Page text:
There are amazing stores all over Japan that sell all kinds of wonderful second hand JE bits and pieces. Concert goods, CDs, DVDs, photos, advertising, streamers, programs, cash cards, magazines, collectors’ items. If it’s got a JE guys face on it then you are sure to be able to buy it somewhere second hand. There are plenty of places where you can get new CDs, DVDs and magazines but most things go out of print and there’s no way of getting new concert goods after a concert is over, so the second hand route is generally the quickest and cheapest way to build up your JE collection.
- Trio- second hand everything (Harajuku)
- Johnny Land- second hand everything (Osaka/Nagoya)
- Mandarake- second hand everything (Nationwide)
- BookOff- second hand CDs, DVDs and magazines (Nationwide)
- Tsutaya- ex-rental DVDs (Nationwide)
General JE Shopping Tips
- Set aside time. If you like to graze shelves of magazines and sort through entire walls of photos like me, make sure you set yourself aside lots of time for shopping. There is so much incredible stuff to find hidden away in these stores that you can literally be there for hours.
- Know your boy’s kanji. Knowing how to read your boy’s name in Japanese is a blessing. Photos, uchiwas and a few other things are usually separated by member so If you know how to read your boy’s name in Japanese then you can go directly to his stuff and speed up the search process.
- Remember your manners. These stores are often tiny and pokey and the racks and stands are overflowing with goods. The stores are often super crowded, especially on weekends, so no matter how exciting a discovery you make try to keep your voice down, and take off any big bags you may be carrying so you don’t bump into any displays or other customers.
- Pay in cash. Japan is still mainly a cash society. Some of the big chain stores like BookOff and Mandarake do accept foreign credit cards but for other places you’re safer to have cash at hand just in case.
Trio is a gorgeous store in Harajuku that sells second hand JE stuff. They have a Twitter HERE and a website HERE that you can check out.
Trio do also have four other Tokyo stores located in Harajuku, Akihabara and Nakano. These stores focus more on general JPOP goods and female idols; only the Harajuku 1 store is dedicated solely to JE.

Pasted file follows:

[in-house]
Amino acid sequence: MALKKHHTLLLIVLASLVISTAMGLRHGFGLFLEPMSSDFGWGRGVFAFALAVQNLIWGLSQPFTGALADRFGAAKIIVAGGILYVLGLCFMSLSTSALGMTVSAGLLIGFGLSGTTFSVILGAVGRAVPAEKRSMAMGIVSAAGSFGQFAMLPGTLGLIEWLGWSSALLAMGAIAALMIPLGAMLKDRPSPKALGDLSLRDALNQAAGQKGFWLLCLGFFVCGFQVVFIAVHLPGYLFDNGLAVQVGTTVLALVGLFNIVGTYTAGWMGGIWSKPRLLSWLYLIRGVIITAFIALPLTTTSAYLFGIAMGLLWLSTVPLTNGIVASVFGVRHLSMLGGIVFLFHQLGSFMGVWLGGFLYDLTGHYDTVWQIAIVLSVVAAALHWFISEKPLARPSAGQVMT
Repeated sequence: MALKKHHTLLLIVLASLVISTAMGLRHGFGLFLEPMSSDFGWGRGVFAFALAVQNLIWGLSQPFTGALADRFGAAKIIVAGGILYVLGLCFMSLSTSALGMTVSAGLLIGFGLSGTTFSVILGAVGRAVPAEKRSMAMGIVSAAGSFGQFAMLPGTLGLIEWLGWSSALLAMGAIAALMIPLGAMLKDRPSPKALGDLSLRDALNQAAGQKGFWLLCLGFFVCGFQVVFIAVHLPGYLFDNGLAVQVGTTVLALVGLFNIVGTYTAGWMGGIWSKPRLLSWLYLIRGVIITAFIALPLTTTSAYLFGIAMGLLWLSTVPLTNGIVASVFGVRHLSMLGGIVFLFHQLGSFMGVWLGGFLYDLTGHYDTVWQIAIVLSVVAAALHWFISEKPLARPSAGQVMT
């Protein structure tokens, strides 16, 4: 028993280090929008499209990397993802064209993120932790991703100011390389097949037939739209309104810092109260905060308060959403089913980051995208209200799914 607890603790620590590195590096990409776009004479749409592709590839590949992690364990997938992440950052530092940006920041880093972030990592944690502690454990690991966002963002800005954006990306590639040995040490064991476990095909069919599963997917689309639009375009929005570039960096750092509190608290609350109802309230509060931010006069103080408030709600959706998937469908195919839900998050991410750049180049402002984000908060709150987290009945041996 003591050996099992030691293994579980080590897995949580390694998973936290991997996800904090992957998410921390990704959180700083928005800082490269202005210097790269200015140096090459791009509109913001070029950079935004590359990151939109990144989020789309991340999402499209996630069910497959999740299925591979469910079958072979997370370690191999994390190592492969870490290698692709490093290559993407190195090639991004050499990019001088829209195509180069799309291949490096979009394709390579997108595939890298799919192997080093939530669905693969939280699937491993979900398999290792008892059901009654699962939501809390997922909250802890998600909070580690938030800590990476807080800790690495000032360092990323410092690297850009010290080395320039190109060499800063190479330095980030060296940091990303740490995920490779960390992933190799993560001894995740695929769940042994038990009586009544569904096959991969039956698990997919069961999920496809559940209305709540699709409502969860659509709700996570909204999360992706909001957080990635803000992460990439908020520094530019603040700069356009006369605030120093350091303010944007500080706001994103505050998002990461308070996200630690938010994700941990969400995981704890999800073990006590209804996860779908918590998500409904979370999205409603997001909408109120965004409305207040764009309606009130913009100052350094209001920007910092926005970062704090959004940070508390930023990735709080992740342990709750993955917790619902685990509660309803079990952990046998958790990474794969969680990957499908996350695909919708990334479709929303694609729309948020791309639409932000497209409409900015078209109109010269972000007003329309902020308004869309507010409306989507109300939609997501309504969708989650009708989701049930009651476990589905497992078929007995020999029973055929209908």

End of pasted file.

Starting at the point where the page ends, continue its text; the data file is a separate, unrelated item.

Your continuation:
Access directions are on the website HERE but I’ll elaborate a bit. Take the main exit from Harajuku station and walk down Takeshita Dori. Turn right when you get opposite the 7Eleven. This is the same 7Eleven that has the PhotoBank above it. There’s a bright red doorway just a little way up the hill with stairs that lead down into the store.
- Rare photos are packaged singularly on the standing rack, and general photos are on a shelf in albums. They’re sorted by group, and member.
- When you’re looking at photos in photo albums only take the photos out when you are 100% sure you’re going to buy them. If you change your mind you’ll need to ask a staff member to put the photo back in the album. They do this so that the edges don’t get all tattered.
Johnny Land is the same as Trio Harajuku. It’s a store dedicated solely to selling second hand JE stuff. There are stores in 6 different locations around the country. The two main stores can be found in Shinsaibashi (Osaka) and Nagoya. Their website is HERE , their Osaka store Twitter is HERE and Nagoya is HERE
I have only been to the Shinsaibashi store once so a lot of what I’ll put here is purely my interpretation of the access information on the website.
Take the Midosuji Subway line 鉄御堂筋線 to Shinsaibashi Station 心斎橋駅 and take exit 8 OR the South 14 exit 南14. You can also take the Yotsubashi Subway line 四つ橋線 to Yotsubashi Station 四ツ橋駅 and take exit 3. The store is 5 minutes’ walk in between these two stations. They recently put up this cute little map on their Twitter that kind of shows you where to go from there.
This is the only place on this list that I have never been to before so apologies if I give you the wrong directions. Take the Meijou subway line 名城線 to Yaba-cho Station 矢場町駅. Take Exit 4 and walk straight for a bit and then turn right down the street with the big red chicken. It’s just up here on your left.
The other stores aren’t really stores, just small second hand goods sections in a larger bookstore. If you’re in the area look them up but I wouldn’t go out of my way to go shopping here. The other locations are:
- Yanoshobou book store in Osaka
- Kobunkan bookstores in Ginza and Allpark, Hiroshima
- Sanseido bookstore in Ikebukuro, Tokyo